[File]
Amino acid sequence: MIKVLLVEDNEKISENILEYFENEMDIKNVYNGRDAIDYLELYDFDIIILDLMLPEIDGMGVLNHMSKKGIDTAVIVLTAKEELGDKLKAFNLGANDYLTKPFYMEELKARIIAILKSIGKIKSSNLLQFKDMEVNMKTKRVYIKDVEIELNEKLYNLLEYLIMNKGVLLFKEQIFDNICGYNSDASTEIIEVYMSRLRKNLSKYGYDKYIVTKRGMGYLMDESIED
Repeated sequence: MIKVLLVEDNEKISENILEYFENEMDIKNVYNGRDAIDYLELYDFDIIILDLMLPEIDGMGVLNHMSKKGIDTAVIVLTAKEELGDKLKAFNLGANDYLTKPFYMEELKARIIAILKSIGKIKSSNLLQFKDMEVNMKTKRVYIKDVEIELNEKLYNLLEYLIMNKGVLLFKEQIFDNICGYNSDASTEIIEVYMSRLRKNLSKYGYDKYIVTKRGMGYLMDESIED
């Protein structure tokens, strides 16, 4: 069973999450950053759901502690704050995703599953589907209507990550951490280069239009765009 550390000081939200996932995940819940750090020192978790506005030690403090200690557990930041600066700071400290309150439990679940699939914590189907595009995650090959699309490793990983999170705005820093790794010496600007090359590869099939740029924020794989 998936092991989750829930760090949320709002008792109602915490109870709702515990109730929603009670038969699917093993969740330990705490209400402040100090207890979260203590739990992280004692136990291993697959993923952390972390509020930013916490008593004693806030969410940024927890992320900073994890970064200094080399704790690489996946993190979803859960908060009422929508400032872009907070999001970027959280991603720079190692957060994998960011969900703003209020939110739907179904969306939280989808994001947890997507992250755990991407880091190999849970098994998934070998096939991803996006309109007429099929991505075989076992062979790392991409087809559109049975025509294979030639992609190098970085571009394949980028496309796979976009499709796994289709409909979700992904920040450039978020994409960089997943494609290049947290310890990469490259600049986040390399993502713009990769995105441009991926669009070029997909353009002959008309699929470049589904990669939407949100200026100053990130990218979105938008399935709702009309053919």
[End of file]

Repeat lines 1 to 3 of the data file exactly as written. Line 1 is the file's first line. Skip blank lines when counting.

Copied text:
Amino acid sequence: MIKVLLVEDNEKISENILEYFENEMDIKNVYNGRDAIDYLELYDFDIIILDLMLPEIDGMGVLNHMSKKGIDTAVIVLTAKEELGDKLKAFNLGANDYLTKPFYMEELKARIIAILKSIGKIKSSNLLQFKDMEVNMKTKRVYIKDVEIELNEKLYNLLEYLIMNKGVLLFKEQIFDNICGYNSDASTEIIEVYMSRLRKNLSKYGYDKYIVTKRGMGYLMDESIED
Repeated sequence: MIKVLLVEDNEKISENILEYFENEMDIKNVYNGRDAIDYLELYDFDIIILDLMLPEIDGMGVLNHMSKKGIDTAVIVLTAKEELGDKLKAFNLGANDYLTKPFYMEELKARIIAILKSIGKIKSSNLLQFKDMEVNMKTKRVYIKDVEIELNEKLYNLLEYLIMNKGVLLFKEQIFDNICGYNSDASTEIIEVYMSRLRKNLSKYGYDKYIVTKRGMGYLMDESIED
């Protein structure tokens, strides 16, 4: 069973999450950053759901502690704050995703599953589907209507990550951490280069239009765009 550390000081939200996932995940819940750090020192978790506005030690403090200690557990930041600066700071400290309150439990679940699939914590189907595009995650090959699309490793990983999170705005820093790794010496600007090359590869099939740029924020794989 998936092991989750829930760090949320709002008792109602915490109870709702515990109730929603009670038969699917093993969740330990705490209400402040100090207890979260203590739990992280004692136990291993697959993923952390972390509020930013916490008593004693806030969410940024927890992320900073994890970064200094080399704790690489996946993190979803859960908060009422929508400032872009907070999001970027959280991603720079190692957060994998960011969900703003209020939110739907179904969306939280989808994001947890997507992250755990991407880091190999849970098994998934070998096939991803996006309109007429099929991505075989076992062979790392991409087809559109049975025509294979030639992609190098970085571009394949980028496309796979976009499709796994289709409909979700992904920040450039978020994409960089997943494609290049947290310890990469490259600049986040390399993502713009990769995105441009991926669009070029997909353009002959008309699929470049589904990669939407949100200026100053990130990218979105938008399935709702009309053919």